EurekaMag.com logo
+ Site Statistics
References:
48,253,228
Abstracts:
22,798,842
+ Resolve Accession
+ Subscribe to Site Feeds
EurekaMag Most Shared ContentMost Shared
EurekaMag PDF Full Text ContentPDF Full Text
+ PDF Full Text
Request PDF Full TextRequest PDF Full Text
Submit PDF Full TextSubmit PDF Full Text
+ Follow Us
Follow on FacebookFollow on Facebook
Follow on TwitterFollow on Twitter
Follow on Google+Follow on Google+
Follow on LinkedInFollow on LinkedIn

+ Translate

Making the transition from conventional to sustainable agriculture: gender, social movement participation, and quality of life on the family farm


, : Making the transition from conventional to sustainable agriculture: gender, social movement participation, and quality of life on the family farm. Rural Sociology 62(1): 21-47

This qualitative study of a non-random sample of six farm couples in southeastern Minnesota was shaped by a question originally posed by the participating couples: Is quality of life changing in the same ways for women and men as a consequence of the transition to sustainable farming systems? Historically, the family farm has been treated in research and policy debates as a single unit, with little analysis applied to the multiplicity of interests and roles within the family. Some organizations of the sustainable agriculture movement have followed suit and largely ignored women's roles on the farm, despite their importance to farm operations. The social construct of gender has implications for how farmers in this study define quality of life which, in turn, affects participation in the sustainable agriculture movement. Much of what men emphasize in describing quality of life reflects the values the sustainable agriculture movement itself espouses. For their wives, descriptions of quality of life are largely entwined with their highly elastic gendered roles and responsibilities on the farm, in the household, in paid and unpaid work in the community, and much less with their involvement in the movement. Because women's different and important contributions to the farm and family are not institutionally recognized and addressed by the sustainable agriculture movement, the movement's goals, vision, and activities are gender-specific, dominated by men's participation and contributions.

Order PDF Full Text

Close
Close

Click here to order any other PDF Full Text


Accession: 002889260

DOI: 10.1111/j.1549-0831.1997.tb00643.x

PDF Full Text: Making the transition from conventional to sustainable agriculture: gender, social movement participation, and quality of life on the family farm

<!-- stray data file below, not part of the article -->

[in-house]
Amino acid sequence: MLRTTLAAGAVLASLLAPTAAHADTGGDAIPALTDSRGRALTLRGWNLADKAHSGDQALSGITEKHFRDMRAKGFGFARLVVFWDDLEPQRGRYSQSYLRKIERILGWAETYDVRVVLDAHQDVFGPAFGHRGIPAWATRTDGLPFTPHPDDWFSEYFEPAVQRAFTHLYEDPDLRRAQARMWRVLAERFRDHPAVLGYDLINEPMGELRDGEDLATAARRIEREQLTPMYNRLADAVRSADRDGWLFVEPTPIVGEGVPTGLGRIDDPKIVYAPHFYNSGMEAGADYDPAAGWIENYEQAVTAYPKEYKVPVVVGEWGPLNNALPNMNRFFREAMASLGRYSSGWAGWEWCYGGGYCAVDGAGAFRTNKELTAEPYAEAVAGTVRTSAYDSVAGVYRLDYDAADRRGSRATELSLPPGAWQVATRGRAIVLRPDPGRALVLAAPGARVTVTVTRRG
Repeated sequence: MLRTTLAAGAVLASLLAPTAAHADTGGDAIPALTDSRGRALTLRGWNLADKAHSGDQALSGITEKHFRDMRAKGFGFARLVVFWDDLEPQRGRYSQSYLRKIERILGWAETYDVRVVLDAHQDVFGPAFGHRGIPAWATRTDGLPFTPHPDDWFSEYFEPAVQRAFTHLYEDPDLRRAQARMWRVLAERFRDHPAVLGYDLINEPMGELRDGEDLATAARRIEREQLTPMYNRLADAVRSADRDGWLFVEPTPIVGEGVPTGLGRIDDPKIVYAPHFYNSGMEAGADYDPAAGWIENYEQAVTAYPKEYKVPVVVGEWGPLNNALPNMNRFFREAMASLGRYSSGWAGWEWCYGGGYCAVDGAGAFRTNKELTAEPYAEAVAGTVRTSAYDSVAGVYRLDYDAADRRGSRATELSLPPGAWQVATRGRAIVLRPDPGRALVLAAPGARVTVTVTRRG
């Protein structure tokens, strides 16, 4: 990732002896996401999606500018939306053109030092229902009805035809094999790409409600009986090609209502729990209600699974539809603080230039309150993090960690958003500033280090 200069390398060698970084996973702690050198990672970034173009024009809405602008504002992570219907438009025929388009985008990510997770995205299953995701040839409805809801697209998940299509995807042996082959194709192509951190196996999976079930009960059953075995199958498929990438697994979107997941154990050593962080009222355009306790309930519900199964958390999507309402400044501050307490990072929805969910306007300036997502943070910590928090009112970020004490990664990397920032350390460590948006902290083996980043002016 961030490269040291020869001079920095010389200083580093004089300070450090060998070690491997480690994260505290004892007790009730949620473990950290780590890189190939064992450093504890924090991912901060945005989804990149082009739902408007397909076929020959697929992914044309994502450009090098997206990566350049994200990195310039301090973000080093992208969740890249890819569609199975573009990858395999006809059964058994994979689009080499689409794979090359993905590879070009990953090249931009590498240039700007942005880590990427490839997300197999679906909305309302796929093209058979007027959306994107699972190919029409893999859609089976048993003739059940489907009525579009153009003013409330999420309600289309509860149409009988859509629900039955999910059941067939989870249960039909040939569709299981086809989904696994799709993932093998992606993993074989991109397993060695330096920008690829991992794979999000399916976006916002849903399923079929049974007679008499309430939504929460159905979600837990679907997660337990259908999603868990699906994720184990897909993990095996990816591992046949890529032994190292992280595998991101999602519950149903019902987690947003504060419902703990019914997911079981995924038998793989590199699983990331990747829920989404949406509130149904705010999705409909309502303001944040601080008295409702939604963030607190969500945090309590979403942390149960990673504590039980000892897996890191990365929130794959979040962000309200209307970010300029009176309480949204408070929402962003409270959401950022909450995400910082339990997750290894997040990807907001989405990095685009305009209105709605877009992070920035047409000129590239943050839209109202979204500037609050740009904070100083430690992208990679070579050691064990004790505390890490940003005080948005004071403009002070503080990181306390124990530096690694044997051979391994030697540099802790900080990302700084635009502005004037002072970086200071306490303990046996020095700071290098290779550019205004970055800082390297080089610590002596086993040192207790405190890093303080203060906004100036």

Submit PDF Full Text

No spam - Every submission is manually reviewed

Due to poor quality, we do not accept files from Researchgate

Submitted PDF Full Texts will always be free for everyone
(We only charge for PDFs that we need to acquire)

Select a PDF file:
Close
Close

Other references

Wang A.; Wang Y., 2003: Single blind, randomized trial of pelvic floor muscle training , biofeedback assissted pelvic floor muscle training and electrical stimulation in the management of overactive bladder. Neurourology & Urodynamics 22(5): 519-520

Hodges M.; Friesinger G.C.; Webb G.N.; Ross R.S., 1968: Use of the dynamic inst histogram and the inst contourogram in analysis of tape recorded inst electro cardiogram abstract human arrhythmia. Circulation 38(4 SUPPL 6): VI-100

Maeder, Mc, 1987: Harvesting a crop of financial skills. Extension review United States Department of Agricultureer 58(3): 18-19

Bovell, D.L.; McEwan Jenkinson, D.; Elder, H.Y.; Wilson, S.M., 1988: Effects of thermal stimulation on intracellular sodium, potassium and chlorine in the sweat glands of the cow, sheep and goat. The intracellular concentrations of electrolyte elements in the sweat glands of the cow, sheep and goat provide evidence of altered secretory activity upon thermal stimulation in the cow but give no indication of such change in the sheep and goat....

Goldman, L., 1976: An introduction to dynamic dermatology for residents and fellows starting dermatology training. Cutis 17(2): 335-338

Fukutani K.; Ishida H.; Shinohara M.; Minowada S.; Niijima T.; Isurugi K., 1983: Responses of serum testosterone levels to human chorionic gonadotropin stimulation in patients with klinefelters syndrome after long term androgen replacement therapy. Responses of serum testosterone levels to repeated daily injections of 5000 IU hCG [human chorionic gonadotropin] for 4 days were studied in 24 patients with Klinefelter's syndrome. Eighteen patients were untreated, and 8 were given previous...

Aoh Y.K., 1965: Influence of rhizome length and transplanting depth upon survival in training of bamboo m root cutting. Research Reports Of The Office Of Rural Development (suweon): 41-47

Major, C.J.; Forsyth., 1897: On Sus verrucosus, Mull & Schleg., and allies from the Eastern Archipelago. Annals of Natural History, 6(xix): 521-542

Iozzo, A.; Cardellino, G.; Dalmasso, F.; Garbagni, R., 1978: Alveolar surfactant and experimental diabetes (protective action of citicoline). Above normal or normal S.R. values (0,70-0,90) (S.R. = 0,81 +/- 0,11), were noted in 13 alloxaneinduced diabetic rabbits treated with CDP-choline, and decreased values (S.R. = 0,57 +/- 0,06) in 9 diabetic rabbits not so treated. This difference wa...

Shafer, M.M.; Toner, B.M.; Overdier, J.T.; Schauer, J.J.; Fakra, S.C.; Hu, S.; Herner, J.D.; Ayala, A., 2012: Chemical speciation of vanadium in particulate matter emitted from diesel vehicles and urban atmospheric aerosols. We report on the development and application of an integrated set of analytical tools that enable accurate measurement of total, extractable, and, importantly, the oxidation state of vanadium in sub-milligram masses of environmental aerosols and s...